Qatar welcomed on Saturday the agreement on a humanitarian cease-fire between Azerbaijan and Armenia in the occupied Azerbaijani region of Nagorno Karabakh.

“Qatar looks forward that the agreement would pave the way to solve the dispute through dialogue and diplomatic means to preserve the interests of both peoples,” said a statement by the Qatari Foreign Ministry.

The statement confirmed that “Doha supports international efforts to restore security, stability, and peace in the region.”

A humanitarian cease-fire for the exchange of prisoners and retrieval of bodies in Nagorno-Karabakh entered into effect on Saturday at 12 p.m. local time (0800GMT) following Friday’s extensive talks in Moscow between the foreign ministers of Azerbaijan and Armenia under the Russian Foreign Ministry mediation.

Fighting began on Sept. 27, when Armenian forces targeted civilian Azerbaijani settlements and military positions in the region, leading to casualties.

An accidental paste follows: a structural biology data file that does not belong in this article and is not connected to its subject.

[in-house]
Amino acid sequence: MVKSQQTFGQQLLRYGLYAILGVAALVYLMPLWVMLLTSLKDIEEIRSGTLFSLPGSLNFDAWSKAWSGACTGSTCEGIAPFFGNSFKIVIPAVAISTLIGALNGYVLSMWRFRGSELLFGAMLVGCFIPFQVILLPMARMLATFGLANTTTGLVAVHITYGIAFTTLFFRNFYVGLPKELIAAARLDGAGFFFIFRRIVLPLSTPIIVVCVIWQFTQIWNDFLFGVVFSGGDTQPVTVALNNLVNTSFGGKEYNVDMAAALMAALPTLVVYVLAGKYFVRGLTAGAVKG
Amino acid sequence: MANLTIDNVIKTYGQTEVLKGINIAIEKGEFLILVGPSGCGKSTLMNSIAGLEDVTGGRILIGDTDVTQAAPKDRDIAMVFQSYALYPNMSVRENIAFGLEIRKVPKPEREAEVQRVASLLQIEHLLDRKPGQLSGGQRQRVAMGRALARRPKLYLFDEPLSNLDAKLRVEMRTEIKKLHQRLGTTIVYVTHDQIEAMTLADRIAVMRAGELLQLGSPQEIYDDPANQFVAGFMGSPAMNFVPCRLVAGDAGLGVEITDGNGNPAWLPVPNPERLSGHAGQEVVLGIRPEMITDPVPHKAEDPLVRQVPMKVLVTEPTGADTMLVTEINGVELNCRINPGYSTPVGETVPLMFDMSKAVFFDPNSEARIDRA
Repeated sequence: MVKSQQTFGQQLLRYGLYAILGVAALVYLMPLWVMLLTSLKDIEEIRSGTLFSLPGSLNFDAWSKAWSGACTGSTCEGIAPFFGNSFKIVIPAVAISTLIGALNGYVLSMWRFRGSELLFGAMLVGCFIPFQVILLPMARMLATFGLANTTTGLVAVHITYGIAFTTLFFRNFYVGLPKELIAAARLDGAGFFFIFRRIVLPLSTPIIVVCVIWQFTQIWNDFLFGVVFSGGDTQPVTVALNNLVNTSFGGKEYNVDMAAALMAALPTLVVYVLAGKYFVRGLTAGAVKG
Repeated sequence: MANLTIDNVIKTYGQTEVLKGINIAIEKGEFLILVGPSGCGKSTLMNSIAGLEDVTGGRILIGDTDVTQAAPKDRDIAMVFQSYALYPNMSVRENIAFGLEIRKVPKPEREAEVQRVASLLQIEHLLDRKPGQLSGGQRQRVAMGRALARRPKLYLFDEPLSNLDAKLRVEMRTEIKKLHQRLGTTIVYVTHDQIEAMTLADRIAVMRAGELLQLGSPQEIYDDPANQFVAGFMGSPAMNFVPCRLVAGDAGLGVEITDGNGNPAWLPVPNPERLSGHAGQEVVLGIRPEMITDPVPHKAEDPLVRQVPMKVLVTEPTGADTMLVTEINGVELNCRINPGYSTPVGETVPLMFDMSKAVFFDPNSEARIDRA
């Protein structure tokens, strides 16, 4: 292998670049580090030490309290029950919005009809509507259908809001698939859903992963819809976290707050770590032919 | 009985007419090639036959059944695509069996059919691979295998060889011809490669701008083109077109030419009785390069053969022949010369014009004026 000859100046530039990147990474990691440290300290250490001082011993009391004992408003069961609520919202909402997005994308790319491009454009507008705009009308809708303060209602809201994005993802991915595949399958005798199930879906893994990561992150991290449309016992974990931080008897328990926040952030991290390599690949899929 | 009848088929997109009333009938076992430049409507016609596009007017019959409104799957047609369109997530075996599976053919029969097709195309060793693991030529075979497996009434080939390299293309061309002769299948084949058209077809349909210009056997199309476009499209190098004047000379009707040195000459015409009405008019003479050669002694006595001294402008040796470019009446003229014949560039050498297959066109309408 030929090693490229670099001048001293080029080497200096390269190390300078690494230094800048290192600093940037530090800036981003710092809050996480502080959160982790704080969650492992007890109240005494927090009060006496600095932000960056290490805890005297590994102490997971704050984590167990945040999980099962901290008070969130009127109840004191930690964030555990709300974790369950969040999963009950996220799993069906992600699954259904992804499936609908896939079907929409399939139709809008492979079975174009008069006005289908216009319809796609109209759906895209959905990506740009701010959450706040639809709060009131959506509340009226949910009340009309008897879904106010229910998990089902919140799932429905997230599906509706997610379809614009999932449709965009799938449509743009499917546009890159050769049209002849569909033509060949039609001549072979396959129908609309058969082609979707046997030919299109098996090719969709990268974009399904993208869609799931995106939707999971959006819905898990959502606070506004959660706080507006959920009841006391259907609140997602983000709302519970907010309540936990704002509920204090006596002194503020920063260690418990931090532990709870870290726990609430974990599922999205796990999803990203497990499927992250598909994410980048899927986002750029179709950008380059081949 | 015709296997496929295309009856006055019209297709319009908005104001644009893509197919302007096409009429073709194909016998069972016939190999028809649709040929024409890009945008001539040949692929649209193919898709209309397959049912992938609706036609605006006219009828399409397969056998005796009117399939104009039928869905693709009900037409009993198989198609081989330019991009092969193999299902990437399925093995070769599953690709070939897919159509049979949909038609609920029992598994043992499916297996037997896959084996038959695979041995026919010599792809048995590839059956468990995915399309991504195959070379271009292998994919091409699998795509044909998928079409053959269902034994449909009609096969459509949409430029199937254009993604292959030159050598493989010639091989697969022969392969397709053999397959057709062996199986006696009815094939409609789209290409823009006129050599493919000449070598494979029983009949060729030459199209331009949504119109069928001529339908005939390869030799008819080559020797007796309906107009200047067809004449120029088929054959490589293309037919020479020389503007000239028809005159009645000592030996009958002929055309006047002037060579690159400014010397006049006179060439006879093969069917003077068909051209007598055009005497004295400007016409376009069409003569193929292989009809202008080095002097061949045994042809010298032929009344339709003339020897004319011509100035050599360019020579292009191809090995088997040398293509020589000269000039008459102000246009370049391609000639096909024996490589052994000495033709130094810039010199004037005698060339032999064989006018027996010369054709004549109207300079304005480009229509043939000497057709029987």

Relations between the two former Soviet republics have been tense since 1991 when the Armenian military occupied Upper Karabakh, or Nagorno-Karabakh, an internationally recognized territory of Azerbaijan.

Some 20% of Azerbaijan’s territory has remained under illegal Armenian occupation for some three decades.

Four UN Security Council and two UN General Assembly resolutions, as well as many international organizations, demand the withdrawal of the occupying forces.

The OSCE Minsk Group — co-chaired by France, Russia, and the US — was formed in 1992 to find a peaceful solution to the conflict, but to no avail. A cease-fire, however, was agreed to in 1994.

Many world powers, including Russia, France and the US, have urged an immediate cease-fire.

* Ahmed Asmar contributed to this report from Ankara.

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